The price of Brent crude ended last week at 75.58 after closing the previous week at $75.97 with the price rebounding at the end of the week after falling to $73.43 on Wednesday. The price of WTI crude had a similar pattern ending the week at $74.63 after falling to $72.20 on Wednesday.
The big news of last week was that OPEC+ meeting planned for Monday did not take place, and a stalled deal to increase supply (starting in August through December by 400,000 b/d each month) and the extension of the OPEC+ framework though the end of 2022. The sticking point remains that UAE wants to have its baseline increased from 3.2 million b/d to 3.8 million b/d.
We are still holding to our view that a deal will be reached – but it will take some additional time and further discussions at the highest level. If an agreement is not reached, the impact on the oil prices will be negative because it will signal the end of the OPEC+ framework, which has been critical to rebalancing of the oil markets and supporting the increase in oil prices to above pre-COVID levels. Without the framework, it is likely that individual members will start to increase supply to not lose market share.
There is also renewed uncertainty about demand because of the ongoing impact from COVID-19, and the potential for resurgence. It is likely that the world is going to be dealing with COVID-19 for longer (and maybe a lot longer). While it is unlikely that there will be anything like widespread restrictions in the future, COVID-19 will still be a drag on the global economy and mobility. Therefore, the risk to the demand is biased to the downside. Global cases started increasing during the week of June 21 with cases increasing by 72,002, and then increasing by 109,881 during the following week. The bulk of the increases stem from Europe and Southeast Asia, but now cases are starting to increase in the US. (On a positive note, the number of weekly global deaths is still declining and has fallen to 53,994, which is nearly half the recent high of 96,703 that occurred during the week of April 26.) With cases creeping upward, there is also increasing number of cases occurring with people who have been fully vaccinated, giving indication that the vaccine is not 100% preventative (as expected), but also an indication that the effectiveness of the vaccines is waning with time. There are also concerns about the Delta variant and other current and potential future variants. These developments highlight that while the impact of the virus has been mitigated, the world is still being affected by the virus. The big concern will be when the weather turns cold again in the northern hemisphere.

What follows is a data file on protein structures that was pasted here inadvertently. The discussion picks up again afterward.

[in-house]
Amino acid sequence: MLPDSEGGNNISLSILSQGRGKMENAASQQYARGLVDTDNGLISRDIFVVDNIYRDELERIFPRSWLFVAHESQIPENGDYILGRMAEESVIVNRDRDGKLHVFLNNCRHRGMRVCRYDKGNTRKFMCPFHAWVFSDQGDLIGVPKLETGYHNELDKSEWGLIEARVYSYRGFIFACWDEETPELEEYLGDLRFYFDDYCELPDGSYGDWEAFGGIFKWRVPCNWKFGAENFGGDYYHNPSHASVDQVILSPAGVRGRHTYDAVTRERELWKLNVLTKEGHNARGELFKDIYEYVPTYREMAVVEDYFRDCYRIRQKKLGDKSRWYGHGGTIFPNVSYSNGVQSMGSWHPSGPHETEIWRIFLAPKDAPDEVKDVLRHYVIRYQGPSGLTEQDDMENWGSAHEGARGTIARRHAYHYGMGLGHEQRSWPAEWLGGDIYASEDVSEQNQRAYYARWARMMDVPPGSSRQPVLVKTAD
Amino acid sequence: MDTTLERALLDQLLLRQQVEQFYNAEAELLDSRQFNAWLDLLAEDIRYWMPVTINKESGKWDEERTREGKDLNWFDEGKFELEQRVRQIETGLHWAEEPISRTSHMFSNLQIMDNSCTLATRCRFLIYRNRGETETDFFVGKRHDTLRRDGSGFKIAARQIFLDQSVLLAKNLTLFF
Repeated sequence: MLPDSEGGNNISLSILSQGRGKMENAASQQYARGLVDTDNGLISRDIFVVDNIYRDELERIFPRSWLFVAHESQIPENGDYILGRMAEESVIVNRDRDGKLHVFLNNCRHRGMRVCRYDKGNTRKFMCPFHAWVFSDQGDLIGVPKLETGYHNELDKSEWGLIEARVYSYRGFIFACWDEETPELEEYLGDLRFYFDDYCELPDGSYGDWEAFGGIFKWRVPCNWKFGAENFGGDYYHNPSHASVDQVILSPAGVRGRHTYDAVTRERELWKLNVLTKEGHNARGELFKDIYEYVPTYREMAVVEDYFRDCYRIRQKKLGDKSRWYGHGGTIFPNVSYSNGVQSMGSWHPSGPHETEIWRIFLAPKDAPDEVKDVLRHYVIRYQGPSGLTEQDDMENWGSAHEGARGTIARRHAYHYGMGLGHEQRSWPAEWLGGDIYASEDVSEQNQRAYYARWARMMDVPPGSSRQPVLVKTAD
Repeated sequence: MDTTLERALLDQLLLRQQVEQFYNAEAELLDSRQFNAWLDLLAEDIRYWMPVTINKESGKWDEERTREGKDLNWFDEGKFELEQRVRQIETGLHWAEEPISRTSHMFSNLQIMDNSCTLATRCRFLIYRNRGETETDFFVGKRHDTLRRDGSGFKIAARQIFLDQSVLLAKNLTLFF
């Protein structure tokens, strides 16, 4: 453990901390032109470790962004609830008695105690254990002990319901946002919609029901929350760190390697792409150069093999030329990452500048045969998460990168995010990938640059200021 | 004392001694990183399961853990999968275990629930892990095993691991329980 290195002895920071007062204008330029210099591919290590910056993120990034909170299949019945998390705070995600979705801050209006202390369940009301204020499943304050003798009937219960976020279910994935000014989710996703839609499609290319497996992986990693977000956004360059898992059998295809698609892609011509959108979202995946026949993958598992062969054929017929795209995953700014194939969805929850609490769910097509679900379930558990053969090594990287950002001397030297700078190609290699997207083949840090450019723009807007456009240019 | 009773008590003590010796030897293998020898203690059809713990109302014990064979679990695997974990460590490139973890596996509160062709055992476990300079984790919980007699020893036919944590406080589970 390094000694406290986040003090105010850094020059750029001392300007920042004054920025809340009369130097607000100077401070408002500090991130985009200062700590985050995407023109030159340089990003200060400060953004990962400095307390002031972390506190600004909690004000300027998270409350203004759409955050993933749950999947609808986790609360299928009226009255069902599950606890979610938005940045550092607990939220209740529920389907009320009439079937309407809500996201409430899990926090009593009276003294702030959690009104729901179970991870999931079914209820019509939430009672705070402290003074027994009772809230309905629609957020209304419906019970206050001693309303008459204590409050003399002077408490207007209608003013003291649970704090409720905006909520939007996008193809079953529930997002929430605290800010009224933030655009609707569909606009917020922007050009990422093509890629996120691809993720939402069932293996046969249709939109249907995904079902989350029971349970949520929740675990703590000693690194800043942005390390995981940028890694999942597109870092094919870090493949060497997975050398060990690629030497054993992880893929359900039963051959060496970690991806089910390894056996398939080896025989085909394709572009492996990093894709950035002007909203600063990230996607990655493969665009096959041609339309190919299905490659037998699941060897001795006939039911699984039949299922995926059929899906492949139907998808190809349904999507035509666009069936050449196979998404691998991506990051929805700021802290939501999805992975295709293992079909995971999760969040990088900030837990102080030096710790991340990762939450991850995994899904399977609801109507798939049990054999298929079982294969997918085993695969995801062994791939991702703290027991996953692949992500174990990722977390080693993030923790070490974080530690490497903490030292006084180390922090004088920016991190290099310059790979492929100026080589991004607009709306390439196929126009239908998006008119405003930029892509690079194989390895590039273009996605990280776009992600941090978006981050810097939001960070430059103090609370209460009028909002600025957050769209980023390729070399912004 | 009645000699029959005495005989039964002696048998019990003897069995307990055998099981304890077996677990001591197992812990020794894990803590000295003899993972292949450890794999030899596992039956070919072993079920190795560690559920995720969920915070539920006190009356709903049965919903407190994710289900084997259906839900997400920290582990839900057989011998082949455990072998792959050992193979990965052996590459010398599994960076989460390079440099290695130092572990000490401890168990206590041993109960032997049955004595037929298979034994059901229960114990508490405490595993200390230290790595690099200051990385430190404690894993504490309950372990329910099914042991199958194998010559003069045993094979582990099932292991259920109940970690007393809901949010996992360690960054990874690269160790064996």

However, we are not expecting that oil prices will drop significantly – unless there is a deal that allows Iran to increase its oil exports substantially in the next few months, which we think is becoming even more unlikely because of recent developments. Furthermore, we do not think there is much more upside potential for oil prices, given the extend of the shut-in production and that any upside surprise in demand is unlikely. Additionally, we expect the US dollar to continue to strengthen through the rest of the year, which will dampen commodity prices, including oil prices.